The job of finding a compromise on the controversial three-tower condo development on King Street West designed by world-renowned architect Frank Gehry has been handed to a panel of experts and local citizens.
Toronto councillor Adam Vaughan, who represents the ward that includes the Entertainment District site owned by David Mirvish, will chair the new 14-member working group created to prevent a faceoff before the Ontario Municipal Board.
City planners and area residents have voiced opposition to the development. Planning staff take issue with the height and density, and the potential demolition of four heritage properties.
Mr. Vaughan said he, city planning staff, and the developer will select the panel of “prominent Torontonians.” Council approved its creation in a vote late on Wednesday night.
“The two sides have dug in and it’s led to a stalemate. We are trying to reconcile the opportunity with the challenges,” Mr. Vaughan said.
The panel will report to council no later than March 20. In addition to Mr. Vaughan, the group will include the chair of the city’s planning committee, Councillor Peter Milczyn, a planning staff member, a representative for the developer and three community members. It also would include representatives from the local business association, OCAD University, which is expected to have space in the new buildings, Heritage Toronto, the Toronto Preservation Board, an urban planner, an architect and an art administrator.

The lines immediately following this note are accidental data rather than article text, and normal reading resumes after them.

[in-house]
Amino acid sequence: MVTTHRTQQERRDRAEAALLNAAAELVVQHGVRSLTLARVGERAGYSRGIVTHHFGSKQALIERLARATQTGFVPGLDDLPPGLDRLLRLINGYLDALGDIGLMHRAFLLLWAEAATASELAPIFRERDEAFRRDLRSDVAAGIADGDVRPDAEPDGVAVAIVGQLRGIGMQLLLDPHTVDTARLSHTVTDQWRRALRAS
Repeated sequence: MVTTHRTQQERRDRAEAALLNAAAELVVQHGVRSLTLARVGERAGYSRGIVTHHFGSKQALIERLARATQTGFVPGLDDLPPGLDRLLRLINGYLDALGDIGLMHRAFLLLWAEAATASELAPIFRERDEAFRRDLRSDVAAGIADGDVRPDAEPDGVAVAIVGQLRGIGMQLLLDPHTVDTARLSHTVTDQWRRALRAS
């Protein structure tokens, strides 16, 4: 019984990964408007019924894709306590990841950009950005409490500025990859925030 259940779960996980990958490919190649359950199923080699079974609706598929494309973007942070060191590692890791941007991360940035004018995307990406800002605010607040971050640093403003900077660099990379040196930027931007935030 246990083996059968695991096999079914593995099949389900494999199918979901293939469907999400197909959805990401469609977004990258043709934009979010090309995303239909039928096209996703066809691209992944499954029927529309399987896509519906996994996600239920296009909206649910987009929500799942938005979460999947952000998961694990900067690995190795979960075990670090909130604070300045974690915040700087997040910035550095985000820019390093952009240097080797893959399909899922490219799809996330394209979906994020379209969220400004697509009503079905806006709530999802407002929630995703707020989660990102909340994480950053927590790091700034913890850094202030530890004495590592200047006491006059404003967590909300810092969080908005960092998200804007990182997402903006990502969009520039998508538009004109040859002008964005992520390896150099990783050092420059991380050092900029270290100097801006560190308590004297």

The group would be required to hold at least one public meeting.
A mediator would be retained to settle any issues the working group cannot resolve.
A spokesperson for Mr. Mirvish said he would not comment at this time.
Peter Kofman, president of Projectcore Inc., a developer and project manager that is working on the Mirvish development, described the decision as a positive step forward.
“It moves the process along,” he said.
The Mirvish team had meetings with city planners in recent weeks, but were not able to see eye to eye.
“Height is one issue. The way the buildings sit on the site is another. The heritage buildings are issues,” Mr. Kofman said.
City staff proposed that the condo project essentially be shrunk, in large part by decreasing its height, a suggestion that was rejected by the Mirvish group.
“The project doesn’t work on a certain level when it gets too small,” Mr. Kofman said. “We’re trying to do an awful lot with this project that is non-revenue-generating, it will have public amenities and public accessibility. The public benefits of what we’re proposing are pretty significant, and to take away 30 per cent of what we’re proposing, it just wasn’t going to work.”
City staff are also worried about traffic in the area, but Mr. Kofman says that many of the people who live in the condos will live and work downtown and likely walk or use transit.
He said that he is hopeful this new process will result in a resolution, but also added “we’re not going to turn the OMB process off.”
The condo proposal calls for three towers of 82, 84 and 86 storeys, with a total of 2,709 units. Mr. Mirvish wants the project completed quickly, in part because Mr. Gehry is 84, and decided last month he would appeal to the OMB because of the difficulty he was having winning over city staff. The board has scheduled a pre-hearing conference for January.
At a committee meeting last month, Mr. Mirvish indicated that his group has spent $1-million on studies that say the project would not overtax infrastructure such as sewers and transportation. He estimates that 60 per cent of the residents would walk to work in the neighbourhood.
At that same meeting, Mr. Gehry likened his distinctive design to “a candelabra with three candlesticks,” compared to the city’s “lookalike” glass towers.
The proposal was forwarded to this month’s council meeting without recommendation by the area community council.
Mr. Vaughan said he expects members of the panel will be named early in the new year.